Could that be said of you now? Could it be said of me? Because if we’re righteous and blameless now, not taking part in the corruption of the world that’s daily laid out before us on a silver plater, it may just be that we might not have a reason to complain when God asks us of things.
Just have your tools ready for when He does. And no complaining.
13 thoughts on “If I Were Noah”
Reblogged this on M2wa2 DigiTech..
Great post. The story of Noah was always one of my favorites as a child, and this post has given me some fresh insight on it. It’s something good to be thinking about, especially as we go through Lent and prepare for Easter.
Great connection. Thanks for pointing it out!
Reblogged this on THEINC-HIM-Daily-Bible-Meditation Blog.
Was gonna pass by but couldn’t .. did I just read “true-life story”? That one man, Noah, was able to gather several million living species all by himself; like you know the crocodiles and anacondas and elephants and grizzly bears and gazelles and orangutans and cheetahs and wolves etc etc and they all lived in this stifling environment placid and happy for several weeks. I wonder how they were fed and to fit snugly in a three storey high 150m x 25m boat? That is the real miracle.
I can’t spell out the technicalities, but check out this site I’ve provided for you. I believe it is a true and factual story just like Creation and Eden and Jesus raising from the dead. You can’t believe in one without believing the others. http://www.squidoo.com/noahsarkfound
Not trying to be mean or anything, but I was wondering if you truly believe in the story of Noah’s Ark. Most Christians I’ve met consider it a parable and not a real event. Isn’t there too many near impossibilities in the story? Love to hear your thoughts.
There are impossibilities in the story of Noah’s ark – from our vantage point this far out in history. Just like we consider it absurd and unthinkable that slavery once was a front-line issue in America. But it happened. We can’t fathom the horrors of the Holocaust actually taking place, but it happened. And there was once a time when God displayed His miracles and wonders in more prominent ways than He does today, outside of sunrises and births and laughter.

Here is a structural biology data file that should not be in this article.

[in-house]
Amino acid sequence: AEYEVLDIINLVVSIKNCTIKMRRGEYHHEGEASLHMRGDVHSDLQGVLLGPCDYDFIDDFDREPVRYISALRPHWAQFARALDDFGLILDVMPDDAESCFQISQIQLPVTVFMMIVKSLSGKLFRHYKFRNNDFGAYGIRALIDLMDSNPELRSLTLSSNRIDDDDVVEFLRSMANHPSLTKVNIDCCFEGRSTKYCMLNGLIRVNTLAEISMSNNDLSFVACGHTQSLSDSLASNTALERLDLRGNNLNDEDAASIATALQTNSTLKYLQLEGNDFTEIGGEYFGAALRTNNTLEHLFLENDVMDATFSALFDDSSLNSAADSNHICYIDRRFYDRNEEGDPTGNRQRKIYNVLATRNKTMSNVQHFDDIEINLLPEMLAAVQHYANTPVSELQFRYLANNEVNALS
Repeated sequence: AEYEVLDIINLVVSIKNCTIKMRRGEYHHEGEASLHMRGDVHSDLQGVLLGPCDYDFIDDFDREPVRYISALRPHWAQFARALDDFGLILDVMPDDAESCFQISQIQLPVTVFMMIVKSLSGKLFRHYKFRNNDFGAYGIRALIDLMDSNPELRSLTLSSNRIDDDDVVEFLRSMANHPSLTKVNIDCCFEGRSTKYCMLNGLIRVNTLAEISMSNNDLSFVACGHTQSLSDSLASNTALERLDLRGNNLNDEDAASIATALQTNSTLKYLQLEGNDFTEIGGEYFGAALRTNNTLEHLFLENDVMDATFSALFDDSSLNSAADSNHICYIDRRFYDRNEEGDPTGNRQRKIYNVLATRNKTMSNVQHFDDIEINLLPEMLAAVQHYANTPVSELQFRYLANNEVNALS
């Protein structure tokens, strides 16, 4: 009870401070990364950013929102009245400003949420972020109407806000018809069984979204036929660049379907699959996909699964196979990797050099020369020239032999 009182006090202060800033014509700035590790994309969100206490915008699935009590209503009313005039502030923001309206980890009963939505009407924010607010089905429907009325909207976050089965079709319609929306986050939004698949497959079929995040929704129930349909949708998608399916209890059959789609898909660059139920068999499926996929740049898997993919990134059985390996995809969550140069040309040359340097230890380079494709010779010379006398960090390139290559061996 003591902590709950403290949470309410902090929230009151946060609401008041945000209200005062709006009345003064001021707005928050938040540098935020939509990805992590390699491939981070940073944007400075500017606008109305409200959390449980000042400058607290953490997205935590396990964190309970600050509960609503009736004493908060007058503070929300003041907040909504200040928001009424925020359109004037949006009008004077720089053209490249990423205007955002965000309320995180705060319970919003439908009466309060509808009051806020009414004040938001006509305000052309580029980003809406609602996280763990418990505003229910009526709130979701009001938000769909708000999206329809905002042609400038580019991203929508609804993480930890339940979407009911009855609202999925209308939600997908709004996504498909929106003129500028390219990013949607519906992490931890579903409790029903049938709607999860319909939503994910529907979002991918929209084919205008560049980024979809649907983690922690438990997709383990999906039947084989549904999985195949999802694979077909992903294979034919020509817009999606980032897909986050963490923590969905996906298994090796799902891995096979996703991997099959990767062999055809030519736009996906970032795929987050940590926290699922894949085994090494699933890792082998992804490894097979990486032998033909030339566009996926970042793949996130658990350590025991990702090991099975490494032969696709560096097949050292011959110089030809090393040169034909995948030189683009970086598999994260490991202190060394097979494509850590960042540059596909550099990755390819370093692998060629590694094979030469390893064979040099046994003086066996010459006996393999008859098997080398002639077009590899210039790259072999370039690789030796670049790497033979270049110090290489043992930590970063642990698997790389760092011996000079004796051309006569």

But I actually *can* fathom both slavery and the Holocaust — and so can you. Similar tragedies happen today somewhat commonly throughout the developing world. These activities are terrible, but in no way impossible. The ark story is outside of the range of possibility, however.
Many people have tried to explain away the factual historicity of the Holocaust, claiming that it was in fact, impossible that such an operation could ever take place. Just like people couldn’t comprehend the possibility of terrorist attacks on such a grand scale pre 9/11, no one could have fathomed the enormity of the slaughter of millions of people worldwide. What we have here is not the inability to comprehend something that has yet happened (for of course it’s easy to fathom slavery, the Holocaust and 9/11 because you’ve studied three and lived through one), but the inability to comprehend something that took place outside our scope of historical events, (i.e. Creation vs. evolution, ark vs. no ark). Noah’s ark may be absolutely incomprehensible in our minds and in our world, but it’s not beyond God to orchestrate, because it is indeed His world, not ours.
The history of the world, according to the Bible, is sandwiched between events that stretch, twist, and sometimes break the laws of human physics as we know it. The time spend between these two periods (The beginning: Creation, worldwide flood, talking donkeys, and the End: Apocalyptic judgment) is our period of grace to choose whether to believe and act in accordance to these events and obey the God orchestrating them.
Just want to say, “thanks”. No need for me to debate whether it did or didn’t happen as recorded. I take from you the reminder that we have choices. Perhaps the greatest being how will we respond to our own call in our own time. Love what you’ve shared here. Again, thanks.